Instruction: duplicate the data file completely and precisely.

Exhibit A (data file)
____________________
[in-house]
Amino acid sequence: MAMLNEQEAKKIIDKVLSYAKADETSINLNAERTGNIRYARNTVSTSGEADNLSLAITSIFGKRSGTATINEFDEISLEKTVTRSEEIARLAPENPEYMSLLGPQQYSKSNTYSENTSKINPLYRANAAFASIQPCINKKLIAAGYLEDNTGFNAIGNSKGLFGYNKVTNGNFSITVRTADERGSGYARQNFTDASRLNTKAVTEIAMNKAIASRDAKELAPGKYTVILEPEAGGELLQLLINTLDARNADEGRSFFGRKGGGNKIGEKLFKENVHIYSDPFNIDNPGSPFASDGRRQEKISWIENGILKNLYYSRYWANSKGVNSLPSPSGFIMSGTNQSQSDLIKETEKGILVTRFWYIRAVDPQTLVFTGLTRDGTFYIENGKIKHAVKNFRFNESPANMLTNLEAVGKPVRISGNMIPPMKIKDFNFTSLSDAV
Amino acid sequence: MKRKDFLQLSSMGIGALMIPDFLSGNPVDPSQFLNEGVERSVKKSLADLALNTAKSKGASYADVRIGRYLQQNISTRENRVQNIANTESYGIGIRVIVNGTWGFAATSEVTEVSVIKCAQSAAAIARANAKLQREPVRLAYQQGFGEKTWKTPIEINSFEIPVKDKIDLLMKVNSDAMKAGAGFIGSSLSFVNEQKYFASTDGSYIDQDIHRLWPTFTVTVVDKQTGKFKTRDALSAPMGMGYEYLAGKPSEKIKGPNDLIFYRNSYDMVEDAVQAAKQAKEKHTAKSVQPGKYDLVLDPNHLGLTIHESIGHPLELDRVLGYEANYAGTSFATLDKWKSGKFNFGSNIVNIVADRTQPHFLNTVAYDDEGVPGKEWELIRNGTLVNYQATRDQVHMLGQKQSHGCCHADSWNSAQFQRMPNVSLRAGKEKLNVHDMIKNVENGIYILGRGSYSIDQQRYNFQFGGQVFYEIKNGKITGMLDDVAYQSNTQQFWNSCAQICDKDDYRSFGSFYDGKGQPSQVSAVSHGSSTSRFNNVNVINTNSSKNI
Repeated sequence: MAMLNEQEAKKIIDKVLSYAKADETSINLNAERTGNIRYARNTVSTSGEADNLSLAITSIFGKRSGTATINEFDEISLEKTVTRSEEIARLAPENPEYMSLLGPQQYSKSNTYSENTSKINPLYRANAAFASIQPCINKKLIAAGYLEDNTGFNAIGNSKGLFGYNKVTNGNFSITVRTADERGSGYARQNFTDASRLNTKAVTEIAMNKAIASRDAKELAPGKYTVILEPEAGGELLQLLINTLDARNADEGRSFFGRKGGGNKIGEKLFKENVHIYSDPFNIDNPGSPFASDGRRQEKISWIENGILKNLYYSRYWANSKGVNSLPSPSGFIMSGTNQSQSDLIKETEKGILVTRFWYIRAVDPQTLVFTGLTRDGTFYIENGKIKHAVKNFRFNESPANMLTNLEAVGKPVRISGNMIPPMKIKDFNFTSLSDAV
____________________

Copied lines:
[in-house]
Amino acid sequence: MAMLNEQEAKKIIDKVLSYAKADETSINLNAERTGNIRYARNTVSTSGEADNLSLAITSIFGKRSGTATINEFDEISLEKTVTRSEEIARLAPENPEYMSLLGPQQYSKSNTYSENTSKINPLYRANAAFASIQPCINKKLIAAGYLEDNTGFNAIGNSKGLFGYNKVTNGNFSITVRTADERGSGYARQNFTDASRLNTKAVTEIAMNKAIASRDAKELAPGKYTVILEPEAGGELLQLLINTLDARNADEGRSFFGRKGGGNKIGEKLFKENVHIYSDPFNIDNPGSPFASDGRRQEKISWIENGILKNLYYSRYWANSKGVNSLPSPSGFIMSGTNQSQSDLIKETEKGILVTRFWYIRAVDPQTLVFTGLTRDGTFYIENGKIKHAVKNFRFNESPANMLTNLEAVGKPVRISGNMIPPMKIKDFNFTSLSDAV
Amino acid sequence: MKRKDFLQLSSMGIGALMIPDFLSGNPVDPSQFLNEGVERSVKKSLADLALNTAKSKGASYADVRIGRYLQQNISTRENRVQNIANTESYGIGIRVIVNGTWGFAATSEVTEVSVIKCAQSAAAIARANAKLQREPVRLAYQQGFGEKTWKTPIEINSFEIPVKDKIDLLMKVNSDAMKAGAGFIGSSLSFVNEQKYFASTDGSYIDQDIHRLWPTFTVTVVDKQTGKFKTRDALSAPMGMGYEYLAGKPSEKIKGPNDLIFYRNSYDMVEDAVQAAKQAKEKHTAKSVQPGKYDLVLDPNHLGLTIHESIGHPLELDRVLGYEANYAGTSFATLDKWKSGKFNFGSNIVNIVADRTQPHFLNTVAYDDEGVPGKEWELIRNGTLVNYQATRDQVHMLGQKQSHGCCHADSWNSAQFQRMPNVSLRAGKEKLNVHDMIKNVENGIYILGRGSYSIDQQRYNFQFGGQVFYEIKNGKITGMLDDVAYQSNTQQFWNSCAQICDKDDYRSFGSFYDGKGQPSQVSAVSHGSSTSRFNNVNVINTNSSKNI
Repeated sequence: MAMLNEQEAKKIIDKVLSYAKADETSINLNAERTGNIRYARNTVSTSGEADNLSLAITSIFGKRSGTATINEFDEISLEKTVTRSEEIARLAPENPEYMSLLGPQQYSKSNTYSENTSKINPLYRANAAFASIQPCINKKLIAAGYLEDNTGFNAIGNSKGLFGYNKVTNGNFSITVRTADERGSGYARQNFTDASRLNTKAVTEIAMNKAIASRDAKELAPGKYTVILEPEAGGELLQLLINTLDARNADEGRSFFGRKGGGNKIGEKLFKENVHIYSDPFNIDNPGSPFASDGRRQEKISWIENGILKNLYYSRYWANSKGVNSLPSPSGFIMSGTNQSQSDLIKETEKGILVTRFWYIRAVDPQTLVFTGLTRDGTFYIENGKIKHAVKNFRFNESPANMLTNLEAVGKPVRISGNMIPPMKIKDFNFTSLSDAV